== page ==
The acoustic-wave sensor and its associated circuitry reside in a 25-mm-long, 14-mm-diameter threaded stud that bolts into the engine. The viscosity of the oil is measured as it flows across the head of the sensor.

The acoustic-wave sensor and its associated circuitry reside in a 25-mm-long, 14-mm-diameter threaded stud that bolts into the engine. The viscosity of the oil is measured as it flows across the head of the sensor.


The detector spots changes in fluid viscosity as the engine runs, alerting operators before there is serious damage. Viscosity, the measure of a fluid's resistance to flow, is a key physical parameter in lubricants that affect product performance and equipment life. Yet viscosity has been difficult to measure out-side the lab. Conventional mechanical and electromechanical viscometers are difficult to adapt to online measurements. Their size and complexity limit their use in embedded applications where temperature, shear rate, and other variables differ from those found in labs.

A new solid-state sensor made by Biode Inc., Westbrook, Maine, uses acoustic surface waves to measure oil viscosity. The 0.5-in.-diameter sensor conforms to half-inch NPT and M14 thread standards. The device bolts into the engine at a point where it touches the oil flow. The oscillator circuitry, analog instrumentation, processor, CANbus drivers, and voltage regulators reside within the sensor body.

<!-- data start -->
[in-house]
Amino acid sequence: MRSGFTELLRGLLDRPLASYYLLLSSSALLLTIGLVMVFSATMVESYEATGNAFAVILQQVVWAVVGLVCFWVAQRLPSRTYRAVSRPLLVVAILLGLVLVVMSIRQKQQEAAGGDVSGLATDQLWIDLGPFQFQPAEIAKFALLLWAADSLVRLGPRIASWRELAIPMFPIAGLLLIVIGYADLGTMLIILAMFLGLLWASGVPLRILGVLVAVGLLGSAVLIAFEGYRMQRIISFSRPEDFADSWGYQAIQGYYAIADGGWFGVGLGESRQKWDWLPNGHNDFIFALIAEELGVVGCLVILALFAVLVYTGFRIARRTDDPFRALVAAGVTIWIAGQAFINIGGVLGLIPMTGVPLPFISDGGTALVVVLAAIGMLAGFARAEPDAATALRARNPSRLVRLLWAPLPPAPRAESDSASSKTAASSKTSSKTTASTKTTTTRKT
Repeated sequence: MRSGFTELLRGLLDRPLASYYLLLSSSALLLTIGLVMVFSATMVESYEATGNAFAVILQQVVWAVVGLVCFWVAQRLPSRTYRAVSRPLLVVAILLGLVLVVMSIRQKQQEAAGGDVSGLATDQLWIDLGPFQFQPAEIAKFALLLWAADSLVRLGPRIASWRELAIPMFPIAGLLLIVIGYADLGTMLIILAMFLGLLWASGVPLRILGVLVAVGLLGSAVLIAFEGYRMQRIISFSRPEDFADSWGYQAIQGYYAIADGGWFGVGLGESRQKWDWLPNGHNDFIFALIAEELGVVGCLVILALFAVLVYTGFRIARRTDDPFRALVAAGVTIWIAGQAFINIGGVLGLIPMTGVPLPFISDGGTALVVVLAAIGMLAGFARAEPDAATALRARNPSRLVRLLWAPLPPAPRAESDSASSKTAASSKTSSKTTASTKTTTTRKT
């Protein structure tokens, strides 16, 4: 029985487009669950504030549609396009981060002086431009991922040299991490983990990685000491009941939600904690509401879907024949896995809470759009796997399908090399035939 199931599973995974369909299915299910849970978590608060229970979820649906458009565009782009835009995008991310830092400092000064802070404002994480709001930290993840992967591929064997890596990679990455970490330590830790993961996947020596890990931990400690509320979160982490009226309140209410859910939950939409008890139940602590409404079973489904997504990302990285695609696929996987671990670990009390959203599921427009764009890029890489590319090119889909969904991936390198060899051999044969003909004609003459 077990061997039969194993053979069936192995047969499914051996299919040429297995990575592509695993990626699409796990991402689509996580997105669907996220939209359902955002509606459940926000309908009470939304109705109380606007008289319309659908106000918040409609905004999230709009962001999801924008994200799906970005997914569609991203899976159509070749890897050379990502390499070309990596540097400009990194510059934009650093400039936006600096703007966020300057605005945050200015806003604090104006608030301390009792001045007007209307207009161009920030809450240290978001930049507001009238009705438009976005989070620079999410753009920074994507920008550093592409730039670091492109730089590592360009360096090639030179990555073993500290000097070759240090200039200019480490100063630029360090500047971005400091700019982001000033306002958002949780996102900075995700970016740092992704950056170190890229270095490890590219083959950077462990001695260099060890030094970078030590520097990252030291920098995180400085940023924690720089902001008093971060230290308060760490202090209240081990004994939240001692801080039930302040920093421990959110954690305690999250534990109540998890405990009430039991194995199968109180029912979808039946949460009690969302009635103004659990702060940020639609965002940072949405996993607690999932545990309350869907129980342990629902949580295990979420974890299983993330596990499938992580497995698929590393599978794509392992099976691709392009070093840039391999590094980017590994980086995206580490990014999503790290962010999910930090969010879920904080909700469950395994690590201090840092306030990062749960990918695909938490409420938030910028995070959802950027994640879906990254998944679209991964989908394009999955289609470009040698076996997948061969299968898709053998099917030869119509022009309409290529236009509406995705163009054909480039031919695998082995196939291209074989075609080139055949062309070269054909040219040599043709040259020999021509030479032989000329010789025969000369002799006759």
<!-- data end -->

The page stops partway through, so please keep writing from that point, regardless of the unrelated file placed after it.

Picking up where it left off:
The viscometer combines solid-state surface chemistry with ultra-sensitive acoustics to create a sensor immune to shock and capable of withstanding 30-g vibrations. The sensor is unaffected by static, laminar, or turbulent flows so it can measure viscosity in-line in high-flow applications. Measurements span 0 to beyond 10,000 cP with ±3% repeatability at temperatures from 20 to 135°C.

The onboard electronics, temperature, and communication capabilities support Profibus, CAN-bus, and DeviceNet, as well as other communication protocols. The sensor design embeds calibration and adaptive baseline data, instrumentation, and processing power in a small device that operates reliably over the wide temperature range found under the hood of vehicles.

As long as oil was relatively inexpensive, most truck operators followed conservative preventive maintenance schedules. Lubricants were replaced well before the end of their service life. Not only is the price of oil higher today, but mechanics must dispose of the old oil in an approved manner. When one truck takes 14 quarts, oil changes can run into hundreds of dollars. By monitoring the condition of the oil, maintenance personnel can reduce change intervals to an as-needed basis.

A second sensor is planned to monitor diesel-fuel viscosity at the injectors. The sensor data should help reduce pollutants to meet new engine emission requirements for EPA 2010 heavy and light-duty emission regulations. Similar regulations are planned for the EU. Composition of the fuel at the injector is dynamically controlled to generate lower emissions and maintain engine-operating parameters for fuel economy and long life cycles.

MAKE CONTACT
Biode Inc., (207) 856-6977,
biode.com